------------------------------------------------------------------------------
http://www.jwilliamsmusic.it/belushi.jpg
Yeah I vulched ya. Now put a cork in it and pick another base before I bust a c@p in your sorry @ss.

JR_Greenhorn
02-05-2004, 11:52 PM
<BLOCKQUOTE class="ip-ubbcode-quote"><font size="-1">quote:</font><HR>Originally posted by SKULLS_LZ:
Really? Which ones?<HR></BLOCKQUOTE>F2G-2, He 112B-2, B-34/PV-1, J21, U-2VS, maybe a few others. Clearly its mostly just those that saw combat, some planes that were operational seem to be omitted--mostly just late war stuff.

Oh, and glaringly, the Bi-1, YP-80, Bf 109Z, and Go 229 are all missing http://ubbxforums.ubi.com/images/smiley/16x16_smiley-wink.gif

Skarphol
02-06-2004, 12:00 AM
I read an article in the FlyPast magazine, about a guy who where in his childhood during WWII in England. He was very interrested in planes, and had a notebook where he notet every single type of RAF airplane he could identify flying over him. He had more than 75 different types he could discriminate as a child!
He further wrote that now a days the RAF have only 25 different types, wich is far more than I expected.
I think the Norwegian Airforce only have 5 types of planes and 3 types of helicopters these days...

Skarphol

[This message was edited by Skarphol on Fri February 06 2004 at 04:06 AM.]

BfHeFwMe
02-06-2004, 12:09 AM
Mid to late thirties, the average lifespan for US Navy type was somewhere between a year to two if it was a better design. The advances were so rapid, and there was very little money to be awarded, depression still on, was very common to buy small batches. Actually worked out well in the end, once war hit the best proven base designs were rapidly brought on line. Amazing how many of the primary combat types were already in developement prior to the war. There were not that many new designs introduced until very late once the lead started flying.

Urist
02-06-2004, 01:04 AM
<BLOCKQUOTE class="ip-ubbcode-quote"><font size="-1">quote:</font><HR>Originally posted by JR_Greenhorn:
One reason for such diversity is that aircraft had to be so specialized compared to aircraft now days. Modern figters replace many classes of aircraft previously.

<HR></BLOCKQUOTE>

I think that if there was another war with two evenly matched opponents scrapping the different types of aircraft would multiply extremely fast.

During peacetime multirole aircraft are firstly cheaper to build then many types of specialized aircraft but aren't neccesarily good at all those roles. An F16 wouldn't last long with bombs strapped to it in a modern battlefeild against a capable opponent for example, something the Hornet is better suited for. A purpose built interceptor (even an old F106) is a better platform for blowing up bombers then most modern fighters as well. In fact, that old deltawinged plane would walk all over most teen fighters at high altitude and is the biggest reason it stuck around for so many years.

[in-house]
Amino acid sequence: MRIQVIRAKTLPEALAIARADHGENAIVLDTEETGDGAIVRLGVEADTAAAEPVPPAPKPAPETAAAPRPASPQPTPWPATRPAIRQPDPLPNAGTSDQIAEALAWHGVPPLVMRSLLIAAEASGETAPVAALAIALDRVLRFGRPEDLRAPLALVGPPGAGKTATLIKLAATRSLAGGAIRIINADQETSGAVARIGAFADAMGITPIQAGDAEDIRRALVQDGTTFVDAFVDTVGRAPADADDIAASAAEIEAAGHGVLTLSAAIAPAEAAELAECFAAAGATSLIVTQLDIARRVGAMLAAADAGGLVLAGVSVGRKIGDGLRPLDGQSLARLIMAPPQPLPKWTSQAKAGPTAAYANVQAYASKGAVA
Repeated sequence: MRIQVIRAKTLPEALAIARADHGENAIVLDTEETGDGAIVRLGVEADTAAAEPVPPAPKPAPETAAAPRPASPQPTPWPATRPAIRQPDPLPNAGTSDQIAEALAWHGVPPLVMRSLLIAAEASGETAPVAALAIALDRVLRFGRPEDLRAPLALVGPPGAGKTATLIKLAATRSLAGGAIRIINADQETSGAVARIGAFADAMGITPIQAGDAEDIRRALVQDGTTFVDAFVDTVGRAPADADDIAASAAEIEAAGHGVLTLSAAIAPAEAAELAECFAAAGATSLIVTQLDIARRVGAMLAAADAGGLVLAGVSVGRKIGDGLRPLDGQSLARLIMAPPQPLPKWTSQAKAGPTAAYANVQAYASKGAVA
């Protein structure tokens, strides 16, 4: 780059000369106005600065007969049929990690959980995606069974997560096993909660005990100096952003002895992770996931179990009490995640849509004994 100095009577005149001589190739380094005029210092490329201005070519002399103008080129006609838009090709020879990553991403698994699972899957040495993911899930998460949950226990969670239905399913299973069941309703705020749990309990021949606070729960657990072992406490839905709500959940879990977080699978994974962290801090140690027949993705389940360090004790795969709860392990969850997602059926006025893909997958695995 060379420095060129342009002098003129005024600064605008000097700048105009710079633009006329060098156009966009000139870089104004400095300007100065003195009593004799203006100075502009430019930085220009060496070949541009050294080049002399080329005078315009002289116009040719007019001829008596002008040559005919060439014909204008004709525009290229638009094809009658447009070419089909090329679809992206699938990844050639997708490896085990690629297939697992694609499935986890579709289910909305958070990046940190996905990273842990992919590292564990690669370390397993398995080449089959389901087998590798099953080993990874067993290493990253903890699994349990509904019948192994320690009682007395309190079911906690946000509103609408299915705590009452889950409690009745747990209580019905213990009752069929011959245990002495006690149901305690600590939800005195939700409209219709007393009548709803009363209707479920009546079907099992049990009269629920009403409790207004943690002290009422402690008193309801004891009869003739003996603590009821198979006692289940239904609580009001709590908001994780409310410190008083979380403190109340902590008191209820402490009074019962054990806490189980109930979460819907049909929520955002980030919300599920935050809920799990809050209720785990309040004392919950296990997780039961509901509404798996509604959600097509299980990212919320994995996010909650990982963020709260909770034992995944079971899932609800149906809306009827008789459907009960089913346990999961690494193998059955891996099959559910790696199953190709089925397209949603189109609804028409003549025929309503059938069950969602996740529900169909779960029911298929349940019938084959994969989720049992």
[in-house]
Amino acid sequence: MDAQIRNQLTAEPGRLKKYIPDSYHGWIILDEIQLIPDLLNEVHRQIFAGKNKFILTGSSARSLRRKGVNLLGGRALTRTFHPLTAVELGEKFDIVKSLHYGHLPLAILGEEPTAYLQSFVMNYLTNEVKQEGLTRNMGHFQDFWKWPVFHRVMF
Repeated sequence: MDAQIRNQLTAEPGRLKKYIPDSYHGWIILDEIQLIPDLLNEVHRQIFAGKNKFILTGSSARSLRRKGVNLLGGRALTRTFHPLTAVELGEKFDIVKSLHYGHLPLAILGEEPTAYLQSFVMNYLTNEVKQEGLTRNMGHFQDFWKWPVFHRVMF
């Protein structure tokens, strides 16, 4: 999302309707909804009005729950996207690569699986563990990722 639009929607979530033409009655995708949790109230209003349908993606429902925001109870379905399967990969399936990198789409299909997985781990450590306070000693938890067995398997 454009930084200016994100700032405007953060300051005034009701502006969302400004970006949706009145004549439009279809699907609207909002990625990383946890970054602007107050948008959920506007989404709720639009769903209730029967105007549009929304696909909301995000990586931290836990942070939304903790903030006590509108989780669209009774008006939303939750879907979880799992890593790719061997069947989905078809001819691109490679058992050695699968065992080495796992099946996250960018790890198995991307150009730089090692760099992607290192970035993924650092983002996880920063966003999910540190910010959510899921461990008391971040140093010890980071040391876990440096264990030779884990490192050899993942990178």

During total war there is generally the production capacity (and the will) to build specialized and superior (then your opponents) aircraft quickly adapting to what happens on the battlefeild. And you end up with a LOT of aircraft types as a result.

That and if the damn things get blown up as fast as you can build them, its rather easy to create 50 revisions of essentially the same plane trying to fix the problems in it that get exploited by the enemy every day. Rather then building a batch of 1500 planes and forgetting about them like they do in peacetime.

F16A
F16B
F16C
*Russia invades*
F16C-2 (extra armour for pilot, feild modification)
F16D-1 (lightened airframe, more powerful engine and improved aerodynamics allowing for better transonic performance)
F16D-2 (Air to Air IR tracking system installed)
F16D-3 (limited production model with no radar)
F16D-4 (same as D2 with better ejection seat)
F16D-5 (Front line defense fighter with no Radar, new 30mm cannon installed, lower fuel reserve)
F16E-1 (new cranked arrow wing and 30mm cannon, new GE "supercruise" thrust vectored engine installed allowing Mach 2+ flight and better supersonic manouverabilty)

on and on and on....

Yes, I have no life and felt like making up imaginary revisions of F16's for 5 minutes...

JR_Greenhorn
02-06-2004, 01:09 AM
Urist, you've got a good point there, life or no. The revisions are definately beleivable.

LEXX_Luthor
02-06-2004, 01:17 AM
I was reading something new:: Iraqi MiG~25s gave USAF a bad time in the first US/Iraq WAR.



__________________
RUSSIAN lexx website http://www.lexx.ufo.ru/members.shtml
Stanly is a moron, kai is a walking dead beet, Xev just want sex.
:
you will still have FB , you will lose nothing ~WUAF_Badsight

Skarphol
02-06-2004, 01:38 AM
<BLOCKQUOTE class="ip-ubbcode-quote"><font size="-1">quote:</font><HR>Originally posted by JR_Greenhorn:
Urist, you've got a good point there, life or no. The revisions are definately beleivable.<HR></BLOCKQUOTE>

I think this is not right for 99% of all conflicts nowadays. Unless an airforce has an extremely well developed early-warning concept, it's entire airfleet will be effectively wiped out within weeks. In all recent conflicts where the US has been involved, they have had complete air-supremacy, thus eliminating the need for implementation of new types during the conflict. Where the US has not been present, like Iran vs Iraq, India vs Pakistan, their airfleet has only played major roles during the inital states of the conflict. No new planes have ever reached the battlefield during the conflict, other than maybe something bought off the shelf from some foregin supplier.

Skarphol

fluke39
02-06-2004, 01:58 AM